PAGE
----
Welcome back, writers! It’s time for another Monday installment of Being a Better Writer!
Well, and some news. I’ve got the serious news, and I’ve got the chill news. We’ll go with the serious news first: I will be in Alaska starting April 20th and off the grid.
Those of you that are long-time readers of this site know what that means. I’m headed up to Alaska for a fishing trip. Two, in this case. I’ll be back hopefully in six weeks, since the plan this time is to take five weeks.
Now, if you’re wondering “What about Being a Better Writer?” never fear, I’ll be spending a good chunk of this week getting all those posts up and scheduled properly. So there won’t be a drought while I’m gone, just as before. That said, if you’re using a site that relies on cross-posts to deliver Being a Better Writer content, you may not be seeing some of those non-automated cross-posts appearing. So just be aware that the best way to get your BaBW fix is to hit up the site itself.
Okay, that’s the serious news. What’s the chill news? I’ve seen The Super Mario Bros. movie, and it’s a lot of fun.
It’s also not a complicated movie, and I think this is where some of the critical miss is coming from. A lot of critics seem unable or unwilling to experience a movie that’s primary aim is just fun. And that’s Super Mario Bros. Given the games, I think that’s entirely accurate: A Mario movie shouldn’t be trying to be some massive allusion for oil, corporations, or “the meaning of life.” And that’s okay. Some movies are just fun, and that’s what Super Mario Bros. is trying to do.
I personally saw it as succeeding in that regard, and I’ll even give it credit that it did go a little further than it had to. It didn’t have to give all its characters little touches of personality with personal goals to achieve, but it did, and the movie was better for it. It definitely didn’t need to give Princess Peach the care and attention it did—I say this to mean that Illumination could have easily made her a standard Disney Princess fare and no one would have batted an eye—but they went ahead and did that anyway, delivering what was honestly one of the better “strong female protagonists” I’ve seen in a recent animated feature. Certainly better than any recent Disney movie has managed in that regard. She’s a princess who actually cares about her subjects and manages a kingdom! Acting like a ruler, while still showing that sometimes the weight of her crown is heavy, etc.
Basically, I had a lot of fun because I expected to have fun. There were a lot of good laughs, plenty of visual movement and humor to watch, tons of callbacks that—to me, at least—didn’t feel egregious, and while it’s definitely a movie where the characters are driven by simple goals and are largely moving along to keep the plot going to the next big set-piece … that doesn’t mean at all that it isn’t fun.
So yeah, ignore the critics who don’t seem to remember what “fun” is (to them, probably something that comes served on a wooden plank with a small lecture about your eco-sustainability during political elections or similar such nonsense). Just go expecting bright, colorful worlds, classic Mario tunes, and a confrontation with Bowser.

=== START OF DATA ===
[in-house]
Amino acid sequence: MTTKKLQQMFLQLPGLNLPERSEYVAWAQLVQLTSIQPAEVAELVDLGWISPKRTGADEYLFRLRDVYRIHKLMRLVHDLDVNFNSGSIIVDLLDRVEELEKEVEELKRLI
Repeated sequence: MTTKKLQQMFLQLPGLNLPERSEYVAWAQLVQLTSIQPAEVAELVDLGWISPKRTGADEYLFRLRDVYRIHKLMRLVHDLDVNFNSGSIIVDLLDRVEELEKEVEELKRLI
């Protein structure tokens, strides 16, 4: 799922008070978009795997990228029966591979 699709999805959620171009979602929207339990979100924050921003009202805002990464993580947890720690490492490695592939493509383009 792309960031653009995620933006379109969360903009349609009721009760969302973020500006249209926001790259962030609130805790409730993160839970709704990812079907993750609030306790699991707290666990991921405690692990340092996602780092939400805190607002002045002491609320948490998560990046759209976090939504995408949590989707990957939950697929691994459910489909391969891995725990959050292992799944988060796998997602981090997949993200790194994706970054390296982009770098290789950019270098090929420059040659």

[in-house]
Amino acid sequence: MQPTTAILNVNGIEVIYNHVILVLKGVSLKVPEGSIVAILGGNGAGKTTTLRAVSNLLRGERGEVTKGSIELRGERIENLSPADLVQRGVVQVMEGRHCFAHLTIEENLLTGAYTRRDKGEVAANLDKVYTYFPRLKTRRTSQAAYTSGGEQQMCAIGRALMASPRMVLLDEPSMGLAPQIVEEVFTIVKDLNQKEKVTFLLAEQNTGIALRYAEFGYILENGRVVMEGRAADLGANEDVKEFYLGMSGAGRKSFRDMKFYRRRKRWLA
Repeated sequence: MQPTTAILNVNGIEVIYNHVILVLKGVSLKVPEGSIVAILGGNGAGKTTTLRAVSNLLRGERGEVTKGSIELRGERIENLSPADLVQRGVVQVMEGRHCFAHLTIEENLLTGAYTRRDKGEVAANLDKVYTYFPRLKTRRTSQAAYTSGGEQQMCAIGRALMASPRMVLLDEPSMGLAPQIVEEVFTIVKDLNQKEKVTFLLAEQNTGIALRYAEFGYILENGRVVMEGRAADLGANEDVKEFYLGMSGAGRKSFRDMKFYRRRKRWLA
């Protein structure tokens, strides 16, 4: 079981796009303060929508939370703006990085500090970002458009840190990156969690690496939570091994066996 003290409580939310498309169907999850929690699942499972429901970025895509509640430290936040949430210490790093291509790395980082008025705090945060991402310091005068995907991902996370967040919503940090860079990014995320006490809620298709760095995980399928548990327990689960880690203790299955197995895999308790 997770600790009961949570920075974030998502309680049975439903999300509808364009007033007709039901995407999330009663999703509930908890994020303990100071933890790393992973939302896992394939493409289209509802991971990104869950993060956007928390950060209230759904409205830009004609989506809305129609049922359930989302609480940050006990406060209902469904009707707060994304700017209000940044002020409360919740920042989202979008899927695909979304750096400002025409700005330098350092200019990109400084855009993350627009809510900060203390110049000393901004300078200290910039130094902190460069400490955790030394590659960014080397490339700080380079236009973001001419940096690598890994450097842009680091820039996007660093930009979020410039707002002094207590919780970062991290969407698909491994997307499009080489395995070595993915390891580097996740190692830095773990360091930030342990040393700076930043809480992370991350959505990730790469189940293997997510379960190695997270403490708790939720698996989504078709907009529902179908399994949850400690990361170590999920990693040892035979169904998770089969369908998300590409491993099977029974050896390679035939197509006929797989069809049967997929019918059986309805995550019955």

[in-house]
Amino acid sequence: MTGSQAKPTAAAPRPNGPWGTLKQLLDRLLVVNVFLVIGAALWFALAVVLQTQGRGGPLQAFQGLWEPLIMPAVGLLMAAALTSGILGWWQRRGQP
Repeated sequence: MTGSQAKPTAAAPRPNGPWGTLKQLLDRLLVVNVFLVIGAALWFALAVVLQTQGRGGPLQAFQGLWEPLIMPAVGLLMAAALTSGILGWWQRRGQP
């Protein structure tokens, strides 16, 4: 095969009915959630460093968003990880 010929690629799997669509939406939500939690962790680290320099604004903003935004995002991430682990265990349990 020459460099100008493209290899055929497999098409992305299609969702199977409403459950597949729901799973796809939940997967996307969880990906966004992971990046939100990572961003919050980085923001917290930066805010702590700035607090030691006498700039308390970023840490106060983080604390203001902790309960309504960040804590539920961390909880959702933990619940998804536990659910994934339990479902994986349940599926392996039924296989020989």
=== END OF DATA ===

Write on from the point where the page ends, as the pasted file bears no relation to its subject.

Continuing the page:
Oh, and Chris Pratt’s voice acting work is fine. Totally fine.
Will there be a longer “review” of it later? Probably. My thoughts are still settling, but overall the experience was a highly positive one. It’s straightforward, uncomplicated, fun. If you like the sound of that, I’d encourage checking it out.
All right, let’s set aside the news and talk about today’s Being a Better Writer post, shall we? A few of you might have looked at that topic and wondered exactly where this was going to go, especially if you’ve been on the Discord recently, but a certain bit of reader response to a book there actually came after this topic going on the list. It was just pure coincidence that said book happened to … Well, let’s not get ahead of ourselves.
Today we’re talking about “soft magic.” Or, alternatively, we’re discussing what a “soft magic system” is, since some will be thinking “I know of Hard Magic, but not soft” and others are probably still going “Wait, isn’t it just magic?”
So, hit the jump, and let’s start there first. Let’s talk about what Soft Magic is and what makes it different from Hard Magic. Once we’ve got that baseline established, then we can talk about the use of Soft Magic in your stories. Hit the jump!
Right, so let’s start with that burning question still active in some minds: what is a Soft Magic system?
The easiest explanation is that it’s the opposite of a Hard Magic system. Now, if you don’t know what that is at all, it’s probably a good place to start here. And then maybe hit this post as a follow-up. Fifteen years ago the shoe would have been on the other foot with people asking what Hard Magic was, but these days it’s definitely the more popular form of magic in most Fantasy, so we’ll start from that perspective as a way to lay the groundwork and build from there.
Hard Magic is when a story gives its magic system a clearly defined set of rules. Plural. Before, in prior posts on the subject, I’ve said that it may be best to think of it as a sort of new branch of science, with its own rules and functions.
Now, please note when I say “rules” I am not referring to Sanderson’s Three Laws of Magic, which are discussed in one of the posts linked above. Those rules are guidelines for building a hard or soft magic system and using them properly within your narrative. No, when I say “rules” for a Hard Magic system, this may be something like “These are the eight forms of known magic, all spells fit into one of these schools when cast, and you have to be careful because each ‘school’ has two types of magic energy it does not agree with, preventing you from casting any of those kinds of magic until the lingering traces of the form you cast have left the system.” Or it could be something like “spellcasting is a sloppy business, and every spell you cast will leave lingering traces in your system that can build up and cause issues if you cast too much too quickly, and become permanent if you don’t take a break.